Ethics approval and consent to participate
Ethics approval has been obtained from the sectorial rehabilitation and social integration research ethics committee of the CIUSSS-CN (#2018–619). Participants will be requested to sign a detailed informed consent (written consent) before starting any experimental procedure.
Consent for publication
The authors declare that they have no competing interests. Although PL and PFa are the owner of a private Concussion Clinic involved in the treatment of patients in this trial, the clinic and the authors do not support the project neither they gain or lose financially from the publication of this manuscript.
- 9.Morin M, Langevin P, Fait P. Cervical Spine Involvement in Mild Traumatic Brain Injury: A Review. J Sports Med (Hindawi Publ Corp). 2016;2016:1590161.Google Scholar
- 16.Varatharajan S, Ferguson B, Chrobak K, Shergill Y, Cote P, Wong JJ, et al. Are non-invasive interventions effective for the management of headaches associated with neck pain? An update of the Bone and Joint Decade Task Force on Neck Pain and Its Associated Disorders by the Ontario Protocol for Traffic Injury Management (OPTIMa) Collaboration. European spine journal. 2016;25(7):1971–99.PubMedCrossRefPubMedCentralGoogle Scholar
- 25.Esculier JF, Bouyer LJ, Dubois B, Fremont P, Moore L, McFadyen B, et al. Is combining gait retraining or an exercise programme with education better than education alone in treating runners with patellofemoral pain? A randomised clinical trial. Br J Sports Med. 2018;52(10):659–66.PubMedCrossRefPubMedCentralGoogle Scholar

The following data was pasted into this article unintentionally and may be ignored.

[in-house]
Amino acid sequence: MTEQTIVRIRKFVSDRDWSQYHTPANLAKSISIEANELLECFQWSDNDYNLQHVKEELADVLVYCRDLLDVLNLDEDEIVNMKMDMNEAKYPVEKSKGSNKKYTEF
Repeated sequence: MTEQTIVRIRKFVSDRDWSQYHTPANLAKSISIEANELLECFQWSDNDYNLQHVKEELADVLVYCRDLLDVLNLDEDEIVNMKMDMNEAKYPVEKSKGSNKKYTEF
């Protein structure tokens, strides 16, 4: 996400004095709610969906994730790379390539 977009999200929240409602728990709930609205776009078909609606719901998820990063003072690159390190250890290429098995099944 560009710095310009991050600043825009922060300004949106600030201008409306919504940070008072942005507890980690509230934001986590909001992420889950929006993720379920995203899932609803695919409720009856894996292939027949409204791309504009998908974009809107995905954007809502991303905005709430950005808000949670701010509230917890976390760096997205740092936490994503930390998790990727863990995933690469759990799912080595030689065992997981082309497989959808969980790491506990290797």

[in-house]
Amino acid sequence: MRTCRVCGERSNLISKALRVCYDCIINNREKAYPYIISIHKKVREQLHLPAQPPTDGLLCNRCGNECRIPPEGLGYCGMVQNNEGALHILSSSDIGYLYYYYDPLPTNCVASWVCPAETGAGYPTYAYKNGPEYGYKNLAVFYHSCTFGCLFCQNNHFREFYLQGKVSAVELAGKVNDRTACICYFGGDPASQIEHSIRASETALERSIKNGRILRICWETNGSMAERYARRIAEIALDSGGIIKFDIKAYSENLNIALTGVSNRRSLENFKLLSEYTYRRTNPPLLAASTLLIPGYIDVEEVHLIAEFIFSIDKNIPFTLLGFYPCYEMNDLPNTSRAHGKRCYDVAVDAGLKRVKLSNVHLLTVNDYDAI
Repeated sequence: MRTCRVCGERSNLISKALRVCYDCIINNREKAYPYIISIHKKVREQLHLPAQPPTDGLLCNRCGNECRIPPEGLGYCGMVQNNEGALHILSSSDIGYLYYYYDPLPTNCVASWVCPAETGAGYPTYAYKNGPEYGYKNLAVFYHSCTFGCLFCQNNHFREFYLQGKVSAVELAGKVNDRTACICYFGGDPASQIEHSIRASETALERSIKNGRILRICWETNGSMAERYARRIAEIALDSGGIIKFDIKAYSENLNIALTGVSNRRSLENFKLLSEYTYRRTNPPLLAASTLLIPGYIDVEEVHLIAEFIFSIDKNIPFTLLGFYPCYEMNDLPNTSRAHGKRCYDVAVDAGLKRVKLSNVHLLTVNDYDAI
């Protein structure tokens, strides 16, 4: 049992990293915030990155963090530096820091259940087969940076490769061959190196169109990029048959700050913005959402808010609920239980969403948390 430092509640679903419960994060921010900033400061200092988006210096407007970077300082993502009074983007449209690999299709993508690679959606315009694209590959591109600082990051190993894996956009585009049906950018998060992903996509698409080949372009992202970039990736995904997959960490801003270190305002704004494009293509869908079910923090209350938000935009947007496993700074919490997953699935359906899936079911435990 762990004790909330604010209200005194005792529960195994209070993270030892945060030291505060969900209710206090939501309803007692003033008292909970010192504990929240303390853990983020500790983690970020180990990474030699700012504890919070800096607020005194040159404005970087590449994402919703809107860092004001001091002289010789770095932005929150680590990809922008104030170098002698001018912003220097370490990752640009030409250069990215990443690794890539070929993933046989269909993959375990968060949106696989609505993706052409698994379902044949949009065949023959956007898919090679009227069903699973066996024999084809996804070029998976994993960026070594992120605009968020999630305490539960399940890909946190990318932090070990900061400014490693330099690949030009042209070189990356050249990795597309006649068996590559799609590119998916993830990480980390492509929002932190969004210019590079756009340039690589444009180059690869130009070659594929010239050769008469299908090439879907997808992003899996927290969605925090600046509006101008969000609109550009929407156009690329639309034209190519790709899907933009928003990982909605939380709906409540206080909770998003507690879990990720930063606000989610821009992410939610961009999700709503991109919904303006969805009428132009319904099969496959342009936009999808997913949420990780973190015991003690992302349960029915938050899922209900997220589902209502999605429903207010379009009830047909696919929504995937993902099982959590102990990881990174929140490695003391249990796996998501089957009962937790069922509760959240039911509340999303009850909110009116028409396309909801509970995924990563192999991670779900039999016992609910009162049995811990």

- 26.Belley AF, Mercier C, Bastien M, Leonard G, Gaudreault N, Roy JS. Anodal Transcranial direct-current stimulation to enhance rehabilitation in individuals with rotator cuff Tendinopathy: a triple-blind randomized controlled trial. J Orthop Sports Phys Ther. 2018;48(7):541–51.PubMedCrossRefPubMedCentralGoogle Scholar
- 29.Weschsler D. The measurement of adult intelligence: Baltimore (MD): Williams & Witkins; 1995. 229 p.Google Scholar
- 30.Shaked D, Faulkner LMD, Tolle K, Wendell CR, Waldstein SR, Spencer RJ. Reliability and validity of the Conners’ continuous performance test. Appl Neuropsychol Adult. 2019:1–10.Google Scholar
Open AccessThis article is distributed under the terms of the Creative Commons Attribution 4.0 International License (http://creativecommons.org/licenses/by/4.0/), which permits unrestricted use, distribution, and reproduction in any medium, provided you give appropriate credit to the original author(s) and the source, provide a link to the Creative Commons license, and indicate if changes were made. The Creative Commons Public Domain Dedication waiver (http://creativecommons.org/publicdomain/zero/1.0/) applies to the data made available in this article, unless otherwise stated.